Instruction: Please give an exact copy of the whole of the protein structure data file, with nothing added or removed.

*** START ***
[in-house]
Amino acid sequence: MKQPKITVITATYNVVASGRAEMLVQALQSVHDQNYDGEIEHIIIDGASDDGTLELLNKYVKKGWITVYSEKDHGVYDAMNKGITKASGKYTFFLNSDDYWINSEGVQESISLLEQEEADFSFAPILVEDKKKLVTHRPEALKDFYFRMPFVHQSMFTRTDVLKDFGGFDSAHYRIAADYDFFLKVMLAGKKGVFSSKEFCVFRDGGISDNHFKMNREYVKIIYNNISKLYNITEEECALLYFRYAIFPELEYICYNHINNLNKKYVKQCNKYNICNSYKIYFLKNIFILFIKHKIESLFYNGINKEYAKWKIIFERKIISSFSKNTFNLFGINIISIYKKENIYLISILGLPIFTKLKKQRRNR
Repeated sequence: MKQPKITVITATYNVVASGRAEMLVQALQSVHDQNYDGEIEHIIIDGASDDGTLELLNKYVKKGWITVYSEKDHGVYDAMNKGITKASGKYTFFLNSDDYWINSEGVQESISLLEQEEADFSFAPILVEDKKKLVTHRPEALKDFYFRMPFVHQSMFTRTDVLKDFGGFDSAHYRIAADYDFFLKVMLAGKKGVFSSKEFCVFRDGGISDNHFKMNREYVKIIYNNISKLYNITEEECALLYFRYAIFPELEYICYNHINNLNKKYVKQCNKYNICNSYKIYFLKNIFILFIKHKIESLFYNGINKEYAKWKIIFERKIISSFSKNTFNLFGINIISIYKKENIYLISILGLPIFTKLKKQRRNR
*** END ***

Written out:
[in-house]
Amino acid sequence: MKQPKITVITATYNVVASGRAEMLVQALQSVHDQNYDGEIEHIIIDGASDDGTLELLNKYVKKGWITVYSEKDHGVYDAMNKGITKASGKYTFFLNSDDYWINSEGVQESISLLEQEEADFSFAPILVEDKKKLVTHRPEALKDFYFRMPFVHQSMFTRTDVLKDFGGFDSAHYRIAADYDFFLKVMLAGKKGVFSSKEFCVFRDGGISDNHFKMNREYVKIIYNNISKLYNITEEECALLYFRYAIFPELEYICYNHINNLNKKYVKQCNKYNICNSYKIYFLKNIFILFIKHKIESLFYNGINKEYAKWKIIFERKIISSFSKNTFNLFGINIISIYKKENIYLISILGLPIFTKLKKQRRNR
Repeated sequence: MKQPKITVITATYNVVASGRAEMLVQALQSVHDQNYDGEIEHIIIDGASDDGTLELLNKYVKKGWITVYSEKDHGVYDAMNKGITKASGKYTFFLNSDDYWINSEGVQESISLLEQEEADFSFAPILVEDKKKLVTHRPEALKDFYFRMPFVHQSMFTRTDVLKDFGGFDSAHYRIAADYDFFLKVMLAGKKGVFSSKEFCVFRDGGISDNHFKMNREYVKIIYNNISKLYNITEEECALLYFRYAIFPELEYICYNHINNLNKKYVKQCNKYNICNSYKIYFLKNIFILFIKHKIESLFYNGINKEYAKWKIIFERKIISSFSKNTFNLFGINIISIYKKENIYLISILGLPIFTKLKKQRRNR